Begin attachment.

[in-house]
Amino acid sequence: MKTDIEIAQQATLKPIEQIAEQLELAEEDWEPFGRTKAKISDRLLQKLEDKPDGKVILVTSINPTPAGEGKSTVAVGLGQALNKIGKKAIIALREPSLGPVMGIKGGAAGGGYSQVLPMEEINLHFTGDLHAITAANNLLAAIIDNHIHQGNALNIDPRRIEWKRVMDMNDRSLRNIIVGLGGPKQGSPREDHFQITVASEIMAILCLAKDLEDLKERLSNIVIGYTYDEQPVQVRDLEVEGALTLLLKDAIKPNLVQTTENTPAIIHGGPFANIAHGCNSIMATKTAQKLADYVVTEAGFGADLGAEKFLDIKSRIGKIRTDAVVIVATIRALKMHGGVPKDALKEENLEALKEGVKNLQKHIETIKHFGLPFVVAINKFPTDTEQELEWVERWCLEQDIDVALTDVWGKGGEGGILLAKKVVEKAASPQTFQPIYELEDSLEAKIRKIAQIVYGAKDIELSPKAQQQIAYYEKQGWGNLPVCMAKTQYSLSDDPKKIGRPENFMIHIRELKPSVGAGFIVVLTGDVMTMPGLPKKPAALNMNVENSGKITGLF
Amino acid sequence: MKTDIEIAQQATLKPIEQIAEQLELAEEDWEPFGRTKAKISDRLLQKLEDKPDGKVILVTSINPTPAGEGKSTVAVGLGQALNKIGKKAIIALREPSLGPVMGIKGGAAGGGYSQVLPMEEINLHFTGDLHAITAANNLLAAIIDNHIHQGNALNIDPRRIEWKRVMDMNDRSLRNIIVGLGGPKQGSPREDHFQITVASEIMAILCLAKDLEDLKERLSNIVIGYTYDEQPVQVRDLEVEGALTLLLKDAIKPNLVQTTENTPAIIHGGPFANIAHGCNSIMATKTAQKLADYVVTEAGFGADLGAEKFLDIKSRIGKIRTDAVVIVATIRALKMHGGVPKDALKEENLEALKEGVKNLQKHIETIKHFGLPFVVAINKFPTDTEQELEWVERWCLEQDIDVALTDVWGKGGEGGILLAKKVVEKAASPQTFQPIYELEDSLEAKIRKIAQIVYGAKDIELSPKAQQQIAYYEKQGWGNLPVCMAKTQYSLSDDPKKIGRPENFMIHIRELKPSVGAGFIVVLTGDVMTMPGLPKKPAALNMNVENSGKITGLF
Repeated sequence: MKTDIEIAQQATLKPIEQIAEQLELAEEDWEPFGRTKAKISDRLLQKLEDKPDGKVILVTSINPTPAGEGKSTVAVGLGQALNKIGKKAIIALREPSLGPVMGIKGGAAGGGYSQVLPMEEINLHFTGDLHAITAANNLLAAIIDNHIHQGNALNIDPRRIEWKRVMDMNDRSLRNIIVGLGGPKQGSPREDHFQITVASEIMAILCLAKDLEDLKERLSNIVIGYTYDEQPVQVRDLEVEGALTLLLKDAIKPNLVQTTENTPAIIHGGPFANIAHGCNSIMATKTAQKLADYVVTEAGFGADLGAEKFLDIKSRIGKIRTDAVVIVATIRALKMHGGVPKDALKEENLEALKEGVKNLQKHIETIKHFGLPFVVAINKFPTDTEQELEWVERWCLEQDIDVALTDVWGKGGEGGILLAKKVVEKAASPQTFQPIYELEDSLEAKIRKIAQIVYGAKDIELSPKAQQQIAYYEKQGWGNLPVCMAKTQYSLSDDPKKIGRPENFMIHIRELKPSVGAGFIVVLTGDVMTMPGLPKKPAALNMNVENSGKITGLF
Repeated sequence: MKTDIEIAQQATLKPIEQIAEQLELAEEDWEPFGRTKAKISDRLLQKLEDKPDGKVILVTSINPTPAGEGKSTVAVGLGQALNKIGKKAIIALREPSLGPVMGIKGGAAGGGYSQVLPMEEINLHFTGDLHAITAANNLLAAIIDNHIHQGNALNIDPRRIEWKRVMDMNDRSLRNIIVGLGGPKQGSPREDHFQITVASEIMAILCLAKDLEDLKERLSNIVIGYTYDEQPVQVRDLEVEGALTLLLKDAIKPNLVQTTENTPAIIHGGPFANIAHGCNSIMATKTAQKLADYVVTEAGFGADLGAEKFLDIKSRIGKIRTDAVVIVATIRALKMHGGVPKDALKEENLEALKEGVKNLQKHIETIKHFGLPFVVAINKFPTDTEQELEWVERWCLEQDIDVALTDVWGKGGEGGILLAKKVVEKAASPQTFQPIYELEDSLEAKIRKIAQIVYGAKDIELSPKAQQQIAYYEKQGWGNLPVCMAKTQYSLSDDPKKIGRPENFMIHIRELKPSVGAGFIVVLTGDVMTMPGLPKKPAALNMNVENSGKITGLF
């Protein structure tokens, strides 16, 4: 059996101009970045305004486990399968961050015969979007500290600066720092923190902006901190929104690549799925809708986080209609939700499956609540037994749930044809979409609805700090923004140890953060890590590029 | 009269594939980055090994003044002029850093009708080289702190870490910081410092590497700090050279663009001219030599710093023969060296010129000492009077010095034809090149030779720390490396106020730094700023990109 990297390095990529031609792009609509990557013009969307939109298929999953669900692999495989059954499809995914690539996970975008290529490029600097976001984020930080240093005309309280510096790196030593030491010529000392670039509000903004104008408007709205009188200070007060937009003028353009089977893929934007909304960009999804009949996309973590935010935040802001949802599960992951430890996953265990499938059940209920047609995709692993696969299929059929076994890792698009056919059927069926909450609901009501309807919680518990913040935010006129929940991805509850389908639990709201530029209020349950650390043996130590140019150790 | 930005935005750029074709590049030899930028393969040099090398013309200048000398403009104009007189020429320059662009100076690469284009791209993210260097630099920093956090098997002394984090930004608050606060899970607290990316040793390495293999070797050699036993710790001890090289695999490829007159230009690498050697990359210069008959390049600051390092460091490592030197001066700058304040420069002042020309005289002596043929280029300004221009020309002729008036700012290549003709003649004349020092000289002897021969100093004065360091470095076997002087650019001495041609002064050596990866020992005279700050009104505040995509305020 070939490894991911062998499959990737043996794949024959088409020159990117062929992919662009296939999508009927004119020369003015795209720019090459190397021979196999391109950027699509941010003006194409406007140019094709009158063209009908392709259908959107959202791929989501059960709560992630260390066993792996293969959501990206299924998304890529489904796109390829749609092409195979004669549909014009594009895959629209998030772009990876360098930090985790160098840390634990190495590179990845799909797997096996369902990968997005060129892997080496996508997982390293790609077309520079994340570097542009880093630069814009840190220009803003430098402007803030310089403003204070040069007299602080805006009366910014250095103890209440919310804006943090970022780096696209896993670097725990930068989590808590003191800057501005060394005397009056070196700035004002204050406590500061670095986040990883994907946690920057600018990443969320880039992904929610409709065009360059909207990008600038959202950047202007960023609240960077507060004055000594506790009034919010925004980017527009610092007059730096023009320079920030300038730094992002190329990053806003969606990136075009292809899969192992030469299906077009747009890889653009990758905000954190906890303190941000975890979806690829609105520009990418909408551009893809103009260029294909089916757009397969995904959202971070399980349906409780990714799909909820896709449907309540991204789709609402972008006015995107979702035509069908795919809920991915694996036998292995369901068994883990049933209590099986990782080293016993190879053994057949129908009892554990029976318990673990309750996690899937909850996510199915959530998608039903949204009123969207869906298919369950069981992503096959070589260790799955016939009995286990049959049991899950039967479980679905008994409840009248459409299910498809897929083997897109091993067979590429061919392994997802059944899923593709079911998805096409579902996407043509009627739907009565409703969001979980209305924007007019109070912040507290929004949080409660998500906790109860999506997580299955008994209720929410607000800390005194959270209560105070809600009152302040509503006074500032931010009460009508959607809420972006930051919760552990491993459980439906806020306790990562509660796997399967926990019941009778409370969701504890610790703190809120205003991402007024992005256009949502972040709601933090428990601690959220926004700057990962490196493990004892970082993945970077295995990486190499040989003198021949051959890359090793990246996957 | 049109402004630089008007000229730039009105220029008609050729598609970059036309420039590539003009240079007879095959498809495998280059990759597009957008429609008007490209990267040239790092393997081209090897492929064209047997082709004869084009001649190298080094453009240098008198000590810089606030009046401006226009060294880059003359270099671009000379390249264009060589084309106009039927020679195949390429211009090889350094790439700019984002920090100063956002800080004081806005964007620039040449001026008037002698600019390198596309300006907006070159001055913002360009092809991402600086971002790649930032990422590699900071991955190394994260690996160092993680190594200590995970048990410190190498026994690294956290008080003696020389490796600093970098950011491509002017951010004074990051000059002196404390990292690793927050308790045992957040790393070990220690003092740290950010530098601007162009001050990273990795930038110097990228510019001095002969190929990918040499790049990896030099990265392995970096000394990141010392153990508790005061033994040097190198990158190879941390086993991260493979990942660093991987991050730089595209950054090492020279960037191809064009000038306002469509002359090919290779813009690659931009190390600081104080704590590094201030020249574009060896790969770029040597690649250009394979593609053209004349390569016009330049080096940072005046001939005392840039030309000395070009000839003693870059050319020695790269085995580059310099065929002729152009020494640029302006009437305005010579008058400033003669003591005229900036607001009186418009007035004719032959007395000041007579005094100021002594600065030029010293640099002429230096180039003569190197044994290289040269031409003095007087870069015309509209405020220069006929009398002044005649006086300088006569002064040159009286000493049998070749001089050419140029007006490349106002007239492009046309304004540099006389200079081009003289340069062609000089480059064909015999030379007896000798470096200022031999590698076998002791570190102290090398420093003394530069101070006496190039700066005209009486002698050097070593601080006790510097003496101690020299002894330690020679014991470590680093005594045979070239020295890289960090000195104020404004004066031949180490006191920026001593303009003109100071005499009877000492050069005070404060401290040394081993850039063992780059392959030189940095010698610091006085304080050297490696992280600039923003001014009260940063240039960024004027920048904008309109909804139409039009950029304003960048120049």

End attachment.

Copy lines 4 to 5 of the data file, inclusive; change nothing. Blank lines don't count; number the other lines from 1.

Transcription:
Repeated sequence: MKTDIEIAQQATLKPIEQIAEQLELAEEDWEPFGRTKAKISDRLLQKLEDKPDGKVILVTSINPTPAGEGKSTVAVGLGQALNKIGKKAIIALREPSLGPVMGIKGGAAGGGYSQVLPMEEINLHFTGDLHAITAANNLLAAIIDNHIHQGNALNIDPRRIEWKRVMDMNDRSLRNIIVGLGGPKQGSPREDHFQITVASEIMAILCLAKDLEDLKERLSNIVIGYTYDEQPVQVRDLEVEGALTLLLKDAIKPNLVQTTENTPAIIHGGPFANIAHGCNSIMATKTAQKLADYVVTEAGFGADLGAEKFLDIKSRIGKIRTDAVVIVATIRALKMHGGVPKDALKEENLEALKEGVKNLQKHIETIKHFGLPFVVAINKFPTDTEQELEWVERWCLEQDIDVALTDVWGKGGEGGILLAKKVVEKAASPQTFQPIYELEDSLEAKIRKIAQIVYGAKDIELSPKAQQQIAYYEKQGWGNLPVCMAKTQYSLSDDPKKIGRPENFMIHIRELKPSVGAGFIVVLTGDVMTMPGLPKKPAALNMNVENSGKITGLF
Repeated sequence: MKTDIEIAQQATLKPIEQIAEQLELAEEDWEPFGRTKAKISDRLLQKLEDKPDGKVILVTSINPTPAGEGKSTVAVGLGQALNKIGKKAIIALREPSLGPVMGIKGGAAGGGYSQVLPMEEINLHFTGDLHAITAANNLLAAIIDNHIHQGNALNIDPRRIEWKRVMDMNDRSLRNIIVGLGGPKQGSPREDHFQITVASEIMAILCLAKDLEDLKERLSNIVIGYTYDEQPVQVRDLEVEGALTLLLKDAIKPNLVQTTENTPAIIHGGPFANIAHGCNSIMATKTAQKLADYVVTEAGFGADLGAEKFLDIKSRIGKIRTDAVVIVATIRALKMHGGVPKDALKEENLEALKEGVKNLQKHIETIKHFGLPFVVAINKFPTDTEQELEWVERWCLEQDIDVALTDVWGKGGEGGILLAKKVVEKAASPQTFQPIYELEDSLEAKIRKIAQIVYGAKDIELSPKAQQQIAYYEKQGWGNLPVCMAKTQYSLSDDPKKIGRPENFMIHIRELKPSVGAGFIVVLTGDVMTMPGLPKKPAALNMNVENSGKITGLF